The story itself had a number of false starts over the last two years, but when I saw the theme for this anthology, the perfect drabble came out in one go.

Here's a picture of the Dark Entry gate when it is open:

Monday, September 16, 2019

How to write academic papers for fun and profit

Back in spring, I chatted briefly with a group of master's students about what I was looking for in their final papers, and how they could go about structuring them (this was in the context of encouraging them to think beyond the length of paper they'd been used to writing -- instead of 3k, 5-6k). It took about 15 minutes and some scribbling on the board, but afterwards one of them thanked me and said no one had ever taught them this before.

Following up on that tweet, I wrote up what I could remember of the advice I'd given.

Then, last week, someone in an FB group for fiction writing that I'm in was struggling with writing a paper for one of her classes, unsure how to get started. This group has 17+k members, and I often end up putting on my "professional academic" hat and giving people advice on picking classes, applying to uni, talking to their profs, etc., and this post was no different. The topic was an argumentative paper on quality management in insurance companies with special regard for business customers -- a topic I know nothing about, but you know what? I know what sort of paper I'd want to read on this subject...and the structure it has turned out to be rather similar to what I'd given the philosophy students for their logic papers!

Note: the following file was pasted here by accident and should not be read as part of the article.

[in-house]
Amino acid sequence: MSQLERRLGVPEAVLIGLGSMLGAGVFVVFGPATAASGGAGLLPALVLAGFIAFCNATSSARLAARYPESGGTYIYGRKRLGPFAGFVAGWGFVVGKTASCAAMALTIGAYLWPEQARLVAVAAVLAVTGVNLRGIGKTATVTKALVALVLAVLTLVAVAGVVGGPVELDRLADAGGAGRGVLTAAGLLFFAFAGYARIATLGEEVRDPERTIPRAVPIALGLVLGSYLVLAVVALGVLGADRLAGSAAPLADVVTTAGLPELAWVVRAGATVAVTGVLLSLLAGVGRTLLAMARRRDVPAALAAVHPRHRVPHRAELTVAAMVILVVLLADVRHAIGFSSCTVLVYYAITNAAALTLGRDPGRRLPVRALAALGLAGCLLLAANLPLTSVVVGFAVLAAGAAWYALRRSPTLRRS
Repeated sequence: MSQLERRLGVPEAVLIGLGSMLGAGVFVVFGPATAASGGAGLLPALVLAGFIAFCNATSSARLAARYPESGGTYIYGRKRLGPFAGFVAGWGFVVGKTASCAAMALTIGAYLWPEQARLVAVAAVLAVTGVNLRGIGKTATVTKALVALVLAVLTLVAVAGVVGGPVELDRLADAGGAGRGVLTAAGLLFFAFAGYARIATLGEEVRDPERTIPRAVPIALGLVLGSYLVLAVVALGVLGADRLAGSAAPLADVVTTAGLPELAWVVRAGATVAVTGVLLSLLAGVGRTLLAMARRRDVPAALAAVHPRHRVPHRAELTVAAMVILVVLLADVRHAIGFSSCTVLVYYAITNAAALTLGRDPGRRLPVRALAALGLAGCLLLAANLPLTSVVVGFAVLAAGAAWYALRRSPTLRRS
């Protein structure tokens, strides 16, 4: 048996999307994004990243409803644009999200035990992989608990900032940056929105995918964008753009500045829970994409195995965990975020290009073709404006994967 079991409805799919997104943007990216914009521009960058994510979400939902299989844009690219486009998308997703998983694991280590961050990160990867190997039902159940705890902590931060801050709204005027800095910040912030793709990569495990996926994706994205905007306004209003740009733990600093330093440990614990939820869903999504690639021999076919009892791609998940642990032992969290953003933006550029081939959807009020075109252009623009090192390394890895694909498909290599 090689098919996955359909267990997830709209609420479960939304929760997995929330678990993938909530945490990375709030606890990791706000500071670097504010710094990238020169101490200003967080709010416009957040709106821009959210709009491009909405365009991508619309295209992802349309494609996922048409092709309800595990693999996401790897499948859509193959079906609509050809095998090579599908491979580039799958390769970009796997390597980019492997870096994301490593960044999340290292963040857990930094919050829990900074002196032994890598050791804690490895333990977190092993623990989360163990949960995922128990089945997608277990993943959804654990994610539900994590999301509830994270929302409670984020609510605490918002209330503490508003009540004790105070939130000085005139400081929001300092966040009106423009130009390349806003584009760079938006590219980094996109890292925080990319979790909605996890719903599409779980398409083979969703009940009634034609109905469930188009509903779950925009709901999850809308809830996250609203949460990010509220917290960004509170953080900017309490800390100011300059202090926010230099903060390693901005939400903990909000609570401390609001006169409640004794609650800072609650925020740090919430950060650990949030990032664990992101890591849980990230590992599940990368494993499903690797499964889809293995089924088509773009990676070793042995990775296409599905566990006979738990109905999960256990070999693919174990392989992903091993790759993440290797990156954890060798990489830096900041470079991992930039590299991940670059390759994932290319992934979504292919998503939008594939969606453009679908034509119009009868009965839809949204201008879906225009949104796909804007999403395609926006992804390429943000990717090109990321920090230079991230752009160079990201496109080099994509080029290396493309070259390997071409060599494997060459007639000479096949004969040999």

So I thought I'd compile this advice into a blog post. Note that this isn't the only way to write such papers, but it's a way, and it's a good one, and it's one that not only do I encourage my students and other students to use, but I use myself quite often, too.

Advice from twitter:

  • Your intro should include what your problem/puzzle/issue is; what motivated your choice; and what tools you'll use to solve it.
  • You should say what other people have done that's relevant, and why it's inadequate (if it isn't inadequate, then you don't have a puzzle/problem to solve).
  • You should define all your technical apparatus. This can be done in two ways:
    1. Either you introduce the technical apparatus and the motivating examples/material concurrently, in an interleaved fashion.
    2. Or you present all the technical apparatus, and then apply it to your motivating examples/material.
    It's REALLY HARD to know which route is best. I often end up starting with one method, finding it wholly inadequate, switching to the other, hating it, and then switching back.
  • After you've applied your technical appartus, say something about the consequences. What have you gained from doing this? What have you learned? What are the problems? What still needs to be done?
  • And all of that will segue into your conclusion/recap/future work section. I think that's about it.

Advice from FB:

The first thing you need is what question you're trying to answer, and what your answer is: Everything else gets built around that. I often recommend to my students to work backwards: What do you want your reader to come away with at the end? Set up your entire paper to drive that point home:

  • Motivate the question -- which is this a question worth answering? Why this question rather than another question?